Norfolk has many outstanding places to observe and photograph nature.
Here is a list of some of them and what you can expect to see.


The question you have to ask yourself is ‘Is this a bird photograph or is it a photograph with a bird in it’?
There are masses of tips for bird photography on the internet and many of them offer good tips, but many will also confuse you. With a few basics you will improve your bird photography a lot.
To get close to your subject you will almost certainly need to be using the longest lens you can, on a full frame camera 400mm and above would be good, on micro 4/3 cameras such as the OM Systems OM1 you can get excellent results with 300mm or above. I tend to use 300mm with a 1.4 converter to give me a longer reach.
Set your camera either to fully manual (M) or else Shutter priority (S) and select a speed of 1/3200th or less. Birds move really quickly and for some birds in flight you will need 1/4000th or less to freeze the action. In the latest models of mirrorless cameras you need not worry about high ISO in most cases as you’ll be able to fix this easily in post processing.

To capture birds in flight it is recommended that you use burst mode (preferably silent!) to track and follow your subject. You can use a tripod if you wish, but you should practice hand holding your camera and lens so that you can react quickly to sudden activity.
If your camera has subject detection and continuous auto focus then make use of these settings to improve your hit rate. Don’t be afraid to crop your images as you probably won’t be close enough to your subject for it to fill the frame.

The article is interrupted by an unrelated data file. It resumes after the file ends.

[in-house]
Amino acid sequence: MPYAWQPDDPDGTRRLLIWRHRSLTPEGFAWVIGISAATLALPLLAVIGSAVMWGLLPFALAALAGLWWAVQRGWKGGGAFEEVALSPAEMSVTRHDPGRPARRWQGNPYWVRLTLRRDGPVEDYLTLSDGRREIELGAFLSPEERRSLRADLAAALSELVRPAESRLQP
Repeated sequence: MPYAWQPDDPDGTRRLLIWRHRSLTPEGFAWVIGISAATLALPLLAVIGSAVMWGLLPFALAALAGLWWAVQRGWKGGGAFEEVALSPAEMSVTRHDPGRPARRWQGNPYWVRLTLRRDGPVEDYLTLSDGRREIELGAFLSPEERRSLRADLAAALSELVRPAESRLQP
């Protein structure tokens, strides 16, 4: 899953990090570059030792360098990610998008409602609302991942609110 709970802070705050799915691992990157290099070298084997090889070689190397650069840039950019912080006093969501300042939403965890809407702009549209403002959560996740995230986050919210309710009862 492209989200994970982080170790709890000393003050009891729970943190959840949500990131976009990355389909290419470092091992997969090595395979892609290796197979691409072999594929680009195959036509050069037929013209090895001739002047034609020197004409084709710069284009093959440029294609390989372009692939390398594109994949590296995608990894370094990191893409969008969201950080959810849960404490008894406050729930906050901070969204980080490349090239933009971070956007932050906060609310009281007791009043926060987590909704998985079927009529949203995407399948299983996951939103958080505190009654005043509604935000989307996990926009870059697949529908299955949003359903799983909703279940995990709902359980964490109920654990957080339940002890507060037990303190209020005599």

The biggest investment you’ll make is time. The more time you spend in the countryside with your birds the ‘luckier’ you will get. Your habitat knowledge will improve as will your stealth. Learn about your subject use references like the excellent Collins Bird Guide.

Norfolk is one of the best counties in the UK for birdlife. I have seen more bird species in and around Norfolk in the last year than I have in the rest of my life combined! Don’t be afraid to ask, we all have favourite spots, join us on a trip out – we’ll be happy to help you to improve your shots.

Just remember for every shot you see published there are probably 500 – 1000 in the bin that didn’t make it. Try to get all of the bird in the frame, it’s really easy to think you have a great shot only to find you’ve clipped off a wing. Patience, patience, patience, the more you get out there the better your shots will get.
Malcolm Rowley Sept 2023.

Where and when to see it near here.

This is a small bird hide tucked away near to Sandringham. It is a great place to observe wildlife in the quiet (depending on when you go) . You can expect to see Raptors especially Marsh Harriers, Buzzards, Red Kites. There are Owls here as well, the little owl can  be seen by the large split oak tree in front of the hide and a barn owl can be seen over the marshy land. The best time to get good well lit images is in the afternoon and early evening because in the morning the sun will shine directly into the hide i.e. in your face.
You may well also see other wildlife such as deer, stoats, hares etc. You may also see Goldcrests, Wrens as well as pheasants, oystercatchers, and lots of geese / ducks.